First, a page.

create-invalidation command from our command line.
That sounds tedious and painful.
Luckily, we can leverage the CI/CD Pipeline we created using AWS CodePipeline and CodeBuild to automate this for us.
If you recall we have a special file,
buildspec.yml, that defines the steps our AWS CodeBuild project takes in order to build, test, and deploy our static website. This is what that file looks like right now.
version: 0.2 phases: install: commands: - echo "install step" pre_build: commands: - echo "pre_build step" build: commands: - aws s3 sync --delete . "s3://<your-static-website-bucket>" post_build: commands: - echo "post_build step"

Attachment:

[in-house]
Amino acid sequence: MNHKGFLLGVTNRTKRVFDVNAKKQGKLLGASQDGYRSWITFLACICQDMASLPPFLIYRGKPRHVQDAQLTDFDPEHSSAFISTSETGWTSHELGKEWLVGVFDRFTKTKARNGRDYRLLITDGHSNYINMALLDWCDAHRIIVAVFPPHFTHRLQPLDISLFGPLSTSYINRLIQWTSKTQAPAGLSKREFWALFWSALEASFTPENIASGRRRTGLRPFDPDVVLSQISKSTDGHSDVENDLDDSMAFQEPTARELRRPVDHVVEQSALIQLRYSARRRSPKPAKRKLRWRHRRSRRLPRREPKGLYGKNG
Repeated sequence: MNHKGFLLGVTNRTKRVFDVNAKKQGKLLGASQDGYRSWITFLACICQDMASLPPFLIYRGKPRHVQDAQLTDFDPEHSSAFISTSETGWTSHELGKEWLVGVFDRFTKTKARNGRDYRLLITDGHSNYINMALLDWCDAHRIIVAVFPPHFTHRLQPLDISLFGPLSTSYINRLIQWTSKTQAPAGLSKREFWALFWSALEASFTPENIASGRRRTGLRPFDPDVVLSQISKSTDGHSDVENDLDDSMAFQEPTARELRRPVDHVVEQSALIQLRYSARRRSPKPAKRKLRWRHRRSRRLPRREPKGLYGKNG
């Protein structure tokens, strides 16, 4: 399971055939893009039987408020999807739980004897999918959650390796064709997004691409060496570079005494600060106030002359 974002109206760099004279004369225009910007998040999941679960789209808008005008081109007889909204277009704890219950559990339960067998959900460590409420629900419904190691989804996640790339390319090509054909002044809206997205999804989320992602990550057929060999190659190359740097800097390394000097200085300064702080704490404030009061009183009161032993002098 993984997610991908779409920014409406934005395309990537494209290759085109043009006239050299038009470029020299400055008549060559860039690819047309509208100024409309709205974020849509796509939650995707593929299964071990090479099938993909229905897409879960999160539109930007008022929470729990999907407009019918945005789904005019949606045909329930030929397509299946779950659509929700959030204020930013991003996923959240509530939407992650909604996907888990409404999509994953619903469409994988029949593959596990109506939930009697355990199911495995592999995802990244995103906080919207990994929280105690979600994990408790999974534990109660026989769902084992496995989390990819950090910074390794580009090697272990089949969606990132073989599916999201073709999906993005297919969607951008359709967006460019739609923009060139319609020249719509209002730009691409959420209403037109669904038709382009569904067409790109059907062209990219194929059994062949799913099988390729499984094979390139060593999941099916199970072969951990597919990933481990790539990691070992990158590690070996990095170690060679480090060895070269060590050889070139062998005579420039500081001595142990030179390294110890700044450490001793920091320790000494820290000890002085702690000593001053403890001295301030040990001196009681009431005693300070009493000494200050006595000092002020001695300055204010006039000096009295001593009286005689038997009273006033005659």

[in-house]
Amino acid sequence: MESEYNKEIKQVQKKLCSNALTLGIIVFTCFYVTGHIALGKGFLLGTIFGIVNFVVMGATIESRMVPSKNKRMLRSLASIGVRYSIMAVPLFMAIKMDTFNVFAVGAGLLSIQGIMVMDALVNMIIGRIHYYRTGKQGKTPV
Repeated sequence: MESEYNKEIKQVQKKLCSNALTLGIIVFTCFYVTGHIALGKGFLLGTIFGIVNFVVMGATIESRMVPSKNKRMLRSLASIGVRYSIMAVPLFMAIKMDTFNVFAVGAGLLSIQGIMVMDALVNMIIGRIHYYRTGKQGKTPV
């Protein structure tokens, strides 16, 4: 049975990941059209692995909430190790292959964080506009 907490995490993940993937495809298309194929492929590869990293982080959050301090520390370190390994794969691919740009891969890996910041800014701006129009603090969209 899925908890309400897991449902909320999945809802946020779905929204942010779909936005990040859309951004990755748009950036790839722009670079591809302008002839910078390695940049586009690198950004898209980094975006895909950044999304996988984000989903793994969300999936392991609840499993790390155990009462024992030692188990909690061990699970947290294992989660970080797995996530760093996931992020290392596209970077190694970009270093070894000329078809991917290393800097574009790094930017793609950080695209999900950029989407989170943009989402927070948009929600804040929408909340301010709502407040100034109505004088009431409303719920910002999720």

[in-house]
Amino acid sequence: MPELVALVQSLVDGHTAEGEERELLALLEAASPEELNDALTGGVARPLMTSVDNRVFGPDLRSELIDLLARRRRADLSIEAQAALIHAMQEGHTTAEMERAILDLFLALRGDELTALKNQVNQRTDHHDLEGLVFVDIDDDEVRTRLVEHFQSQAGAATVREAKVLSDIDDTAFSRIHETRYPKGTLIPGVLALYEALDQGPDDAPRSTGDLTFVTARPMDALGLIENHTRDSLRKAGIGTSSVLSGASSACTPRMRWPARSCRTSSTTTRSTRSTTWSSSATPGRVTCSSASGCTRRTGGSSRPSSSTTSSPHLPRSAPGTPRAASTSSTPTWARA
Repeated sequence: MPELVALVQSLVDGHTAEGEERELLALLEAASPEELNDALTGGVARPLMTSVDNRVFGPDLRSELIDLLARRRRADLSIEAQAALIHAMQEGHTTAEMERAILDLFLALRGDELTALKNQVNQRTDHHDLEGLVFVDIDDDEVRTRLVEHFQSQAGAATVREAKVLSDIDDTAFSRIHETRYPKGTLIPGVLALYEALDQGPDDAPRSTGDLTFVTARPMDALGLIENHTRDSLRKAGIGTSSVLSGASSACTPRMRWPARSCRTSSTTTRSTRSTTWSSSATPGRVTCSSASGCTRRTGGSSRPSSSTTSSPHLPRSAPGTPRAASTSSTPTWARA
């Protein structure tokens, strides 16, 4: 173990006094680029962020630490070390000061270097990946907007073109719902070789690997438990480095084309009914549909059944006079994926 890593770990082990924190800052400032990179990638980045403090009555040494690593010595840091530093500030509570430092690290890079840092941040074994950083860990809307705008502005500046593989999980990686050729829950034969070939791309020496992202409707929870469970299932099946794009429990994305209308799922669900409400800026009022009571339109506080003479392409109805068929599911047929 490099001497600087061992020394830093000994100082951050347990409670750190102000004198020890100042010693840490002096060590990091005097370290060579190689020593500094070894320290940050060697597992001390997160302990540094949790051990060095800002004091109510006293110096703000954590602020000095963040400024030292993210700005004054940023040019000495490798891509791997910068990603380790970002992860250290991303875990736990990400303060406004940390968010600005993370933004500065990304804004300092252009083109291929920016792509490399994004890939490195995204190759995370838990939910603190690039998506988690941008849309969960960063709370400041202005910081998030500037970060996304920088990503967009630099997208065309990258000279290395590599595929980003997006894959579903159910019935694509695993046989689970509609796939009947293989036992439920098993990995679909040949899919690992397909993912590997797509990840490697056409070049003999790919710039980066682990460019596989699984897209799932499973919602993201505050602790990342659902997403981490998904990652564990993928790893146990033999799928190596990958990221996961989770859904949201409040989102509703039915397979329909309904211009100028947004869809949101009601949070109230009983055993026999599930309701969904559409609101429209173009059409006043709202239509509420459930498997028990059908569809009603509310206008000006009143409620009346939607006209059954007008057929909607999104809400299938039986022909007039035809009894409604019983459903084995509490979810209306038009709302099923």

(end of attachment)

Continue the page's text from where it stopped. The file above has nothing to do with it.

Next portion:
But, we can add an additional step to the
post_build section. Take a look at our new file below.
version: 0.2 phases: install: commands: - echo "install step" pre_build: commands: - echo "pre_build step" build: commands: - aws s3 sync --delete . "s3://<your-static-website-bucket>" post_build: commands: - aws cloudfront create-invalidation --distribution-id <your-distribution-id> --paths '/*'
Here we have added our AWS CLI call to invalidate our CloudFront distribution inside of the
post_build step. If you replace
<your-distribution-id> with the ID of your CloudFront distribution you will automatically invalidate the caches with each deploy.